MJ Live

Saturday, March 10, 2007

Rechargin’ the Batteries (Written 3/10/07)

This week has been sort of crazy for me – especially the last two days of class (Thursday and Friday). On every Thursday for the next couple of weeks, we are going to be losing students to netball and rugby games. Last week wasn't so bad because it was only rugby which meant a lot of the boys left but that left the girls…with netball going as well, it takes away of the majority of the girls and we are reduced from about 400 students to 60, and we lose the teachers who are coaches as well. Unlike in the states where sport activities take place mainly after school, since the buses stop running at about 6pm and the kids have to get home the sport activities take up precious class time. So on Thursdays we are going to lose the last two periods of the day simply because we don't have enough teachers or staff to finish the day. Every Friday, we have 'electives' which are outside of the classroom activities for the kids to do – this is a Chanel only activity, not government induced. Electives only take up one period on Friday, so it's not incredibly bad BUT since we are on a rotating 6-day schedule a different class will miss their 7th period every week. This makes it kind of difficult to give quizzes to the students because I like giving them on a Friday so the kids can then play on the computer and go home for the weekend (and I can take the weekend to grade the papers). But this place is like Texas – sports reign supreme here so nothing I can do except sigh and bear it.

Fortunately, I didn't have to sigh for long because I was going on a retreat with the Young Adult group at Peace Chapel called 'Next Generation'. This would be our first get together of the year just to get reacquainted and get away from the stress of the week. We went to Maninoa Surf Camp on the south side of the island where a member of the church (Tim) works. I rode over with some of my friends from the group (this journey took us over the cross island road – my first trip over the road since I biked over it from Josh's house) and we arrived there just as they were getting ready to start cooking the food at about 6:30pm. Instead of cooking with a grill, we cooked using wood, coconuts and fire…so it took a while since no one was really good with getting the firing going and staying (the folks who did know how to do that didn't arrive until about 8pm). Unlike our last retreat at Aganoa Black Sand Beach, this beach had fales that we could stay in which were really nice and comfortable. The food was finally ready at about 10pm and we had hot dogs, chicken, bread, vegetable salad – let's just say there was a ton of food there and we had about 15-20 people there (not everyone stayed the night though). After we were done eating, we went up into a real life treehouse and just had a bit of worship and talked about the vision for our group for the next year. The first point that came out of this retreat was having our focus be more on evangelism which means reaching out to people at planting the seed for Christ in their life – not through manipulation or anything like that – but through having a legitimate relationship with them. The second point was to be a little more interactive with the youth group within Peace Chapel – we're talking about high school age kids here. These are the kids that look up to us as role models and we should be encouraging them and getting to know them better – which is one of the reasons that I was more then happy to tutor the kids from Faatuatua: it's an opportunity to get to know them on a deeper level and help pull them up in their walk with Christ. So it was a productive – but late – night. I went to bed at about 11:30pm and as soon as my head hit the pillow, I was out until 7:30am the next morning.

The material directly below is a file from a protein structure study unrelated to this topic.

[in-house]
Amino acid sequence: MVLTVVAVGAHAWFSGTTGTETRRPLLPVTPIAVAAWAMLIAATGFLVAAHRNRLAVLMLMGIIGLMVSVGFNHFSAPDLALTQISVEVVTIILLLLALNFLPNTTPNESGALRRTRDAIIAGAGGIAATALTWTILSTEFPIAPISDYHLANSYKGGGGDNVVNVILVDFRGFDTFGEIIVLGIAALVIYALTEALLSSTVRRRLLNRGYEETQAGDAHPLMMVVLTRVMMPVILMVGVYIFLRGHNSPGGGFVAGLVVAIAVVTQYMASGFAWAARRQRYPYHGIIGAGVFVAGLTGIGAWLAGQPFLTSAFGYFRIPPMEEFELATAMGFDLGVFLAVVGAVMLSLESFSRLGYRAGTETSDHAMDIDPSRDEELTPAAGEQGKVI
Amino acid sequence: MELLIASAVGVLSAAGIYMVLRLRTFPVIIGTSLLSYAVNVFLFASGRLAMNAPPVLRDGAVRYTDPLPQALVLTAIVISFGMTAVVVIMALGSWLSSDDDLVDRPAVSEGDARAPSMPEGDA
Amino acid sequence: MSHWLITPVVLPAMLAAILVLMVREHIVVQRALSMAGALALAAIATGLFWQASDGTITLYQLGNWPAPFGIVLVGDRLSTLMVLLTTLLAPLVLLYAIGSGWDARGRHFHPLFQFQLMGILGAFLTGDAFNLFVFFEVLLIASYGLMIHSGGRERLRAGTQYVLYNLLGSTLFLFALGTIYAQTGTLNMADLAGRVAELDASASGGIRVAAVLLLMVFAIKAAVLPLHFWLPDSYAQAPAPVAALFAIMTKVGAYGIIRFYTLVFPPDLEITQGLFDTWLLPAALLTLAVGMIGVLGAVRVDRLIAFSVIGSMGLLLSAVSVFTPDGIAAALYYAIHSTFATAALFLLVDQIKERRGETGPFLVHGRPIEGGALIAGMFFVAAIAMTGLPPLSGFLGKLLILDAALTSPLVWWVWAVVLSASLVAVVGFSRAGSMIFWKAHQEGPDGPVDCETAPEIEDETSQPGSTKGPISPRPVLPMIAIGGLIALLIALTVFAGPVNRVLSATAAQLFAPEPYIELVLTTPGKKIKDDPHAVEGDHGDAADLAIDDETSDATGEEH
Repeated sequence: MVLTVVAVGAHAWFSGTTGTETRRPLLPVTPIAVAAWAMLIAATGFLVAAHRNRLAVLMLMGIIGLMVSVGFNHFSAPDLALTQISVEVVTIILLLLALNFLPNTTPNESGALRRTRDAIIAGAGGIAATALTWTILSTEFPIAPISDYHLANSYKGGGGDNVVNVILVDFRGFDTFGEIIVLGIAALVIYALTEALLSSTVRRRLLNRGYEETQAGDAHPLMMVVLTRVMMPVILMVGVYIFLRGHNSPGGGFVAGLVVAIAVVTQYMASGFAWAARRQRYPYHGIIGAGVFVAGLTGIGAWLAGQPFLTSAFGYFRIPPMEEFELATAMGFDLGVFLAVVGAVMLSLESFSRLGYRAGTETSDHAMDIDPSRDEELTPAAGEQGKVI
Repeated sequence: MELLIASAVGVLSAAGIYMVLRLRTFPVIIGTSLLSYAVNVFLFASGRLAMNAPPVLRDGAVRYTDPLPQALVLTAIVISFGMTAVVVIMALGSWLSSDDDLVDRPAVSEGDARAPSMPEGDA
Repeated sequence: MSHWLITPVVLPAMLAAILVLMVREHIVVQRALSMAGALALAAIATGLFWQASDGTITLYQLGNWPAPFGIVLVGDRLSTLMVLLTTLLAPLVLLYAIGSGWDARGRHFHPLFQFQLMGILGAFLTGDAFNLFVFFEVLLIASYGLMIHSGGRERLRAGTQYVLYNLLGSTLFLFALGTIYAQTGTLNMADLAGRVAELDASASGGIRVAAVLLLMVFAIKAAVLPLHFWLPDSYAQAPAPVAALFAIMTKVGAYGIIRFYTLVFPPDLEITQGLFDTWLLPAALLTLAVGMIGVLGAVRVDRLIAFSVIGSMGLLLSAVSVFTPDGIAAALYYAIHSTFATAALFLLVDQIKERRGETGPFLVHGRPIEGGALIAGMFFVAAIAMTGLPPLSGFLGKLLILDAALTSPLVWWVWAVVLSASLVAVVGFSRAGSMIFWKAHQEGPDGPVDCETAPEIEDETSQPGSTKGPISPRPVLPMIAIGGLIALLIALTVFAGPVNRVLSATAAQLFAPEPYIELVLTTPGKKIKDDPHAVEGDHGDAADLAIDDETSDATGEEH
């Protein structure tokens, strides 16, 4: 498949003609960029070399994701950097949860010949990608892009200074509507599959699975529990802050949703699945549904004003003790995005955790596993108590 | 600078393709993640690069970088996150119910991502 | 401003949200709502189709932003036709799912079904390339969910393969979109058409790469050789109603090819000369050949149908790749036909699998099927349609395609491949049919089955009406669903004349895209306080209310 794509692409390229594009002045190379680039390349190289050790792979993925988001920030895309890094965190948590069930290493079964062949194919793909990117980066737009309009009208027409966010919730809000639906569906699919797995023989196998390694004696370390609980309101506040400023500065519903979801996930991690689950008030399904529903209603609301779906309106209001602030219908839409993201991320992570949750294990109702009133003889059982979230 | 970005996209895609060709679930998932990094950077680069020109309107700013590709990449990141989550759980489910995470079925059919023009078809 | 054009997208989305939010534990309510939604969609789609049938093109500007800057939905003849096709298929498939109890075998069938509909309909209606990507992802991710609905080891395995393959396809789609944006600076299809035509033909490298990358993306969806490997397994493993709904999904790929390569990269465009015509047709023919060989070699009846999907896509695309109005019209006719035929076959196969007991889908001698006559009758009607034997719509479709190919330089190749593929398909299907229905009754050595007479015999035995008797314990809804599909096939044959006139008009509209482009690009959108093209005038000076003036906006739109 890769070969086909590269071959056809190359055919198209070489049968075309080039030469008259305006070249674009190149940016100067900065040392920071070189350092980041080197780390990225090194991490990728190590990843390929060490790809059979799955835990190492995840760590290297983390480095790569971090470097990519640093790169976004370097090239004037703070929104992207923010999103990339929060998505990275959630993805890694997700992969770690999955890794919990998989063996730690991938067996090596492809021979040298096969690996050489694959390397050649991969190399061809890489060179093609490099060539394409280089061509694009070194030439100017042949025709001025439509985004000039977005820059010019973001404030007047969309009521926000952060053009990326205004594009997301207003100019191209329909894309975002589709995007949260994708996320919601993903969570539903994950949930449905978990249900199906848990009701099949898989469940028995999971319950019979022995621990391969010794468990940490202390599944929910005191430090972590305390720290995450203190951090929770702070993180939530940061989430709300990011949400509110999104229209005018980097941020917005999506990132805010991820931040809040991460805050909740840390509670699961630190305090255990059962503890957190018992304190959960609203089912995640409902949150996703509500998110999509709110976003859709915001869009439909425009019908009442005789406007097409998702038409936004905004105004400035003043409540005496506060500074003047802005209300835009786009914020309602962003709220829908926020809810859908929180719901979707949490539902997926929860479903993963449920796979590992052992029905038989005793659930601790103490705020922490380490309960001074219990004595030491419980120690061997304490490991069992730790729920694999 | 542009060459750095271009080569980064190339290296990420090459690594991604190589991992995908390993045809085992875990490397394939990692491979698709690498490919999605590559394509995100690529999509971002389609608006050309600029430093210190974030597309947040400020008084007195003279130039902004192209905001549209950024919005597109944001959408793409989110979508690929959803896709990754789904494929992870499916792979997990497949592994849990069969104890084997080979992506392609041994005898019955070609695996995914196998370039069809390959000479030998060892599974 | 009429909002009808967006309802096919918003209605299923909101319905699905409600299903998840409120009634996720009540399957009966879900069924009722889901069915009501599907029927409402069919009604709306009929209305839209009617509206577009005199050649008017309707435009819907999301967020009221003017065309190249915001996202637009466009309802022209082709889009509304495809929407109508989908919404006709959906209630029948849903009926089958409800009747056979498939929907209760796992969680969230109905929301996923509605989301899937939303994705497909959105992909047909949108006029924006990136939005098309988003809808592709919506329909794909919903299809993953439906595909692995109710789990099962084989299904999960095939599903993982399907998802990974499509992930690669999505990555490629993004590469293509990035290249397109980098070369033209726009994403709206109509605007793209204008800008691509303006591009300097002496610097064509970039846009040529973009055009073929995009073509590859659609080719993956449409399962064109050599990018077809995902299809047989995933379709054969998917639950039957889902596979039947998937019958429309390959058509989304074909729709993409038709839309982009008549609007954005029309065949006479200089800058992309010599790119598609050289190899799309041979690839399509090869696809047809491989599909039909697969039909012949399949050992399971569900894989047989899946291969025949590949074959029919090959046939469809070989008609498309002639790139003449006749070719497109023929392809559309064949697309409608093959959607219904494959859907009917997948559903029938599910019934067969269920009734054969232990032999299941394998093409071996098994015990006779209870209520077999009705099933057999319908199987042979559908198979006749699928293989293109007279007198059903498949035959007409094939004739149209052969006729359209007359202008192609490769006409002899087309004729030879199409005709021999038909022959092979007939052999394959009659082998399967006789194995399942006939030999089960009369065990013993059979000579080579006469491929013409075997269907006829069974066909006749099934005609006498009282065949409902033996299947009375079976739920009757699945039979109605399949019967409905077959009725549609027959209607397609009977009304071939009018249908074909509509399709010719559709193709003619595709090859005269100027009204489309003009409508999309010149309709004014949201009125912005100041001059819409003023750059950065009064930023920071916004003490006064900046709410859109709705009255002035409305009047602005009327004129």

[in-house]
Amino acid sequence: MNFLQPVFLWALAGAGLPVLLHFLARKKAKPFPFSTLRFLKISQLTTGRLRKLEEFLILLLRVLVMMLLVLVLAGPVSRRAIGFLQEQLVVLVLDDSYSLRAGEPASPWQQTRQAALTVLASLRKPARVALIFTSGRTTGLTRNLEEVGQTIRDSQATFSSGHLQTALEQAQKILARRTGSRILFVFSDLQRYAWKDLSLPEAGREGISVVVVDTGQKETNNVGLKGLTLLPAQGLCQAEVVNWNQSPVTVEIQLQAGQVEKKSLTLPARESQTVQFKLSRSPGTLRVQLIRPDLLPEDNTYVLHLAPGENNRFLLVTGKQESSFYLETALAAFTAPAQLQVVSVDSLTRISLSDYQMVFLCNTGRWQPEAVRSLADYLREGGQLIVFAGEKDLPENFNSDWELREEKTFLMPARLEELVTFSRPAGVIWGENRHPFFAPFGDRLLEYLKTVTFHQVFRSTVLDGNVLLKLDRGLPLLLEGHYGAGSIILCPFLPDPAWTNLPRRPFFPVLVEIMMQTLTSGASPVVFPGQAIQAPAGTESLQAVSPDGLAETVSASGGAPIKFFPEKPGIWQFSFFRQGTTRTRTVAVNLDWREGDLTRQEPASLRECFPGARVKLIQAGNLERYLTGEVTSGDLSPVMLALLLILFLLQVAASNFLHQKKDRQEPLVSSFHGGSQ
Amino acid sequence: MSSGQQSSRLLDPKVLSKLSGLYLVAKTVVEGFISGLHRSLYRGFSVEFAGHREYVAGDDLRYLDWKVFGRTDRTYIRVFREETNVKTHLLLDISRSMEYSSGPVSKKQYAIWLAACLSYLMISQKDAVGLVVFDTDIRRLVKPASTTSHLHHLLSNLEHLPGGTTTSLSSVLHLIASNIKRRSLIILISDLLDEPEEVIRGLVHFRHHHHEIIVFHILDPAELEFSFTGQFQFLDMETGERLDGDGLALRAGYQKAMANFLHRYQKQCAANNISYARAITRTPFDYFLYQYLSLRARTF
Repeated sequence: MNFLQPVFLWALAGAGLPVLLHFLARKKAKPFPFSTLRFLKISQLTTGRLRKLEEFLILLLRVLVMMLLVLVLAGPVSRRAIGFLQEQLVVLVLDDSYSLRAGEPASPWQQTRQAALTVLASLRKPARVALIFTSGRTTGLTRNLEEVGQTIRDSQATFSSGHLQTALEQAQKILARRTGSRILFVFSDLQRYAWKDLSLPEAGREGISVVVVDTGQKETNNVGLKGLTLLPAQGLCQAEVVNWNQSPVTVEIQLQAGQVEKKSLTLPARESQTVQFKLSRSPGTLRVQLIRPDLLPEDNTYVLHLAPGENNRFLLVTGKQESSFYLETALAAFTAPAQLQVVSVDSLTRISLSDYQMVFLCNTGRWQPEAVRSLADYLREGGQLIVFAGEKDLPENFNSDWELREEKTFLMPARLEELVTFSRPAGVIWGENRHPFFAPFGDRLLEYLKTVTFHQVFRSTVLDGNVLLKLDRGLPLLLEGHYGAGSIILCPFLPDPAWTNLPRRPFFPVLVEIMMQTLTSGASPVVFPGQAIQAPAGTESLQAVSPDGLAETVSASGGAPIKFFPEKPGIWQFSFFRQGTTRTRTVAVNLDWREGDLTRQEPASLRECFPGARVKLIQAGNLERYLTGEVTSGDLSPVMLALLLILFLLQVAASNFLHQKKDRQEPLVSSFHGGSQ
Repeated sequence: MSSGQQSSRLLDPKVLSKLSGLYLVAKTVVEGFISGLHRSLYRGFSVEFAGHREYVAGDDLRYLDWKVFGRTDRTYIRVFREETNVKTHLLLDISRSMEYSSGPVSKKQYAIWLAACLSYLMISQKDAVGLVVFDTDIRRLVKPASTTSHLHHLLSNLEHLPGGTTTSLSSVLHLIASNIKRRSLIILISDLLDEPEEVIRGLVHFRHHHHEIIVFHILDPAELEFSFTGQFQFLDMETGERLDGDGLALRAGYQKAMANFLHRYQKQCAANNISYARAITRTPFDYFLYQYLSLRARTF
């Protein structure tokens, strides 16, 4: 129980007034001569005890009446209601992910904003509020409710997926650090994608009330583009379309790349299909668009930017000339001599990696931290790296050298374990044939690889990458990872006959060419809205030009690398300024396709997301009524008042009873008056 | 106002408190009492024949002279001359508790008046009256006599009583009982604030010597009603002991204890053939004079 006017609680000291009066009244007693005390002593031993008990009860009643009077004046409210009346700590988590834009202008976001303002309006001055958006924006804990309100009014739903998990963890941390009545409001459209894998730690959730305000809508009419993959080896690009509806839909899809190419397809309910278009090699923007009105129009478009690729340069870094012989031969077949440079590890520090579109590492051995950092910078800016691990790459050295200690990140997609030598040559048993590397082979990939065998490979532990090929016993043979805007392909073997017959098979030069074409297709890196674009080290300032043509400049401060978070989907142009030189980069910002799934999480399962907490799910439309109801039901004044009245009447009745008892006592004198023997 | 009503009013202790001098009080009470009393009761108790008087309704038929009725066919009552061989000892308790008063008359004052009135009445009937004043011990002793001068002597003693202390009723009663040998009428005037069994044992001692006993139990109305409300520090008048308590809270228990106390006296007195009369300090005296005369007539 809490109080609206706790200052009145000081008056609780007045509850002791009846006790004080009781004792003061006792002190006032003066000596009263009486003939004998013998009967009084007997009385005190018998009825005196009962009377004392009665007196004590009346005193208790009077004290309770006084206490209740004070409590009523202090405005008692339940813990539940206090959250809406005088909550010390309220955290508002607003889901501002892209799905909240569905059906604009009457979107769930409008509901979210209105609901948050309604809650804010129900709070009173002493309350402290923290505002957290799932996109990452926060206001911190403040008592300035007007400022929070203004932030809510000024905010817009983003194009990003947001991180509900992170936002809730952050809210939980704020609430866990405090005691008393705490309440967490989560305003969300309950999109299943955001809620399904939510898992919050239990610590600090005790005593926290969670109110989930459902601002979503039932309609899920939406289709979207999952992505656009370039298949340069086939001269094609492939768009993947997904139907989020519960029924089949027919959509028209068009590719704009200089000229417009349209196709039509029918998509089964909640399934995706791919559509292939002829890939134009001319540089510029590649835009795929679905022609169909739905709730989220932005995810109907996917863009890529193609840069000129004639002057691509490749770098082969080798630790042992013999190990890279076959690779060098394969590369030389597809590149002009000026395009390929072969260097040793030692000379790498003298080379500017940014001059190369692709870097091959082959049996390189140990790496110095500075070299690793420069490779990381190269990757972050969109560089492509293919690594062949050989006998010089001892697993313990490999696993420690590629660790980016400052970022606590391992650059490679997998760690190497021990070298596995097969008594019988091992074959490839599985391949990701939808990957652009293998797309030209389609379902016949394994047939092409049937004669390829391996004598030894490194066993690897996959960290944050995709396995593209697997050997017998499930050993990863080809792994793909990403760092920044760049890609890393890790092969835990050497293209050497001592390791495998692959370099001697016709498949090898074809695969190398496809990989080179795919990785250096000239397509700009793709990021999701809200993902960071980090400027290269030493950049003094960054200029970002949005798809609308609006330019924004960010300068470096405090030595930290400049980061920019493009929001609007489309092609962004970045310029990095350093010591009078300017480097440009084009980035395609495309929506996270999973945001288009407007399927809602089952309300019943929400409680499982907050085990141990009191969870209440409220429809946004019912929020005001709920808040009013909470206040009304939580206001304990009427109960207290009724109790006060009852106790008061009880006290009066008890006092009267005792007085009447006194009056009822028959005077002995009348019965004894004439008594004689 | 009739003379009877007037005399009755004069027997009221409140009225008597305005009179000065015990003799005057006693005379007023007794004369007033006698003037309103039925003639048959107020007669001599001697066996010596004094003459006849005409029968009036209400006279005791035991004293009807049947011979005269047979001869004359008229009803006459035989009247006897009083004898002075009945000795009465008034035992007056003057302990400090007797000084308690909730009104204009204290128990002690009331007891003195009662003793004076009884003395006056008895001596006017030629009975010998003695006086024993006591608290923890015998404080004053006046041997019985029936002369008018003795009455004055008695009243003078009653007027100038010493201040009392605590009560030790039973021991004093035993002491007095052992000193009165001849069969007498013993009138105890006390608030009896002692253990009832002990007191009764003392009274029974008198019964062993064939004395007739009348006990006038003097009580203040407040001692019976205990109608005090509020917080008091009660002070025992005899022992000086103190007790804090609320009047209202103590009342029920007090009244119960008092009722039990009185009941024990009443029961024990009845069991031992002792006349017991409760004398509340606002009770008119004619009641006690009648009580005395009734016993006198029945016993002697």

If there's one thing I like about sleeping on the beach is the fact that it's so easy for me to get a good nights rest because the sound of the waves are so calming. Definitely needed a break like this and it's one of the great beauties of Samoa – breaks like this are only about a 1 hour drive away from Apia (by car, it would take a couple of hours by bus). The next morning everyone did a little swimming before we got together and had another session, this time with a couple from New Zealand (Todd and Donna) who are here to help with a ministry within Peace Chapel. They once again emphasized how important relationships are not only for reaching out to non-believers but also growing and sharpening each of us within the Next Generation group. It was definitely what we needed to hear at the start of year 2 of this new endeavor.  After the session I headed back home and did a little work before calling it a day. That's right I came from a break and went right back to work…only 9 more months to go and I can actually live away from my work!

1 comment:

Anonymous said...

you definately don't know me but thought i'd leave a message...i just briefly read your blog and it was interesting to read about your experience. i found your blog after Googling something i was curious about (in Samoa) and it must be a small world because even though we have never met, I think I may have heard of you...
I live in Seattle and a good friend of mine runs the Lotopa Market--i think it's called. she's currently here in seattle visiting and has told us all her stories from back home (we're all native Samoans). she told me about meeting Peace Corps volunteers since she knows I've always thought about joining, and she said one is from Tennessee. I remembered this particularly because I have been to Tennessee to visit (UT Martin). I think you must be him! Also my family lives in Moamoa. What a small world to find you virtually by accident. Hmm. Well, this is very long and I didn't mean to take so much space. Thanks for the good read! Take Care and hope your experience there will be (fondly:) remembered forever...